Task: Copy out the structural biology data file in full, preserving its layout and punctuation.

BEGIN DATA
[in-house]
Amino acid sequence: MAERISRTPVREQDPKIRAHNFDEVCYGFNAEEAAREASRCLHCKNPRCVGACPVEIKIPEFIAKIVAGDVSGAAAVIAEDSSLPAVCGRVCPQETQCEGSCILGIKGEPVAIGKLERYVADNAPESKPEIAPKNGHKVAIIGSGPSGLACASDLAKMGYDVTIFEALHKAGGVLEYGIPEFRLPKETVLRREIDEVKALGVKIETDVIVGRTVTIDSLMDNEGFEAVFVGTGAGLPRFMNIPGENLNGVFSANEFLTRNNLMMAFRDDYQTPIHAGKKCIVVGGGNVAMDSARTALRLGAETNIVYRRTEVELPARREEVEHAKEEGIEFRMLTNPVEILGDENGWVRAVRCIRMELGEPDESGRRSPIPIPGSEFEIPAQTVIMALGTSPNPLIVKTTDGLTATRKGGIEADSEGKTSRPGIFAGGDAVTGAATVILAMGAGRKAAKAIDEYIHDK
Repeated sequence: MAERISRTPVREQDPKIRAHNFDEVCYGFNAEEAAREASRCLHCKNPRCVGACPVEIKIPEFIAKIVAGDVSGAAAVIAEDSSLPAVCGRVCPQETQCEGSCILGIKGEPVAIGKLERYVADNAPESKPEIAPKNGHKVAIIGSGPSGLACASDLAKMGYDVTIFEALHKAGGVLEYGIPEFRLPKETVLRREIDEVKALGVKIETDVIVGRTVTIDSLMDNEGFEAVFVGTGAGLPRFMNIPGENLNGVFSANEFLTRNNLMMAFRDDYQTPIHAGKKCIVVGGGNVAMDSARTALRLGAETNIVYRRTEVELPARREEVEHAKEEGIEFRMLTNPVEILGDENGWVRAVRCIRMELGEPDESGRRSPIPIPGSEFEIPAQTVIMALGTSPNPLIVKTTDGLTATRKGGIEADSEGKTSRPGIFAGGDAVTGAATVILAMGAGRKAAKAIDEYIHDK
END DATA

[in-house]
Amino acid sequence: MAERISRTPVREQDPKIRAHNFDEVCYGFNAEEAAREASRCLHCKNPRCVGACPVEIKIPEFIAKIVAGDVSGAAAVIAEDSSLPAVCGRVCPQETQCEGSCILGIKGEPVAIGKLERYVADNAPESKPEIAPKNGHKVAIIGSGPSGLACASDLAKMGYDVTIFEALHKAGGVLEYGIPEFRLPKETVLRREIDEVKALGVKIETDVIVGRTVTIDSLMDNEGFEAVFVGTGAGLPRFMNIPGENLNGVFSANEFLTRNNLMMAFRDDYQTPIHAGKKCIVVGGGNVAMDSARTALRLGAETNIVYRRTEVELPARREEVEHAKEEGIEFRMLTNPVEILGDENGWVRAVRCIRMELGEPDESGRRSPIPIPGSEFEIPAQTVIMALGTSPNPLIVKTTDGLTATRKGGIEADSEGKTSRPGIFAGGDAVTGAATVILAMGAGRKAAKAIDEYIHDK
Repeated sequence: MAERISRTPVREQDPKIRAHNFDEVCYGFNAEEAAREASRCLHCKNPRCVGACPVEIKIPEFIAKIVAGDVSGAAAVIAEDSSLPAVCGRVCPQETQCEGSCILGIKGEPVAIGKLERYVADNAPESKPEIAPKNGHKVAIIGSGPSGLACASDLAKMGYDVTIFEALHKAGGVLEYGIPEFRLPKETVLRREIDEVKALGVKIETDVIVGRTVTIDSLMDNEGFEAVFVGTGAGLPRFMNIPGENLNGVFSANEFLTRNNLMMAFRDDYQTPIHAGKKCIVVGGGNVAMDSARTALRLGAETNIVYRRTEVELPARREEVEHAKEEGIEFRMLTNPVEILGDENGWVRAVRCIRMELGEPDESGRRSPIPIPGSEFEIPAQTVIMALGTSPNPLIVKTTDGLTATRKGGIEADSEGKTSRPGIFAGGDAVTGAATVILAMGAGRKAAKAIDEYIHDK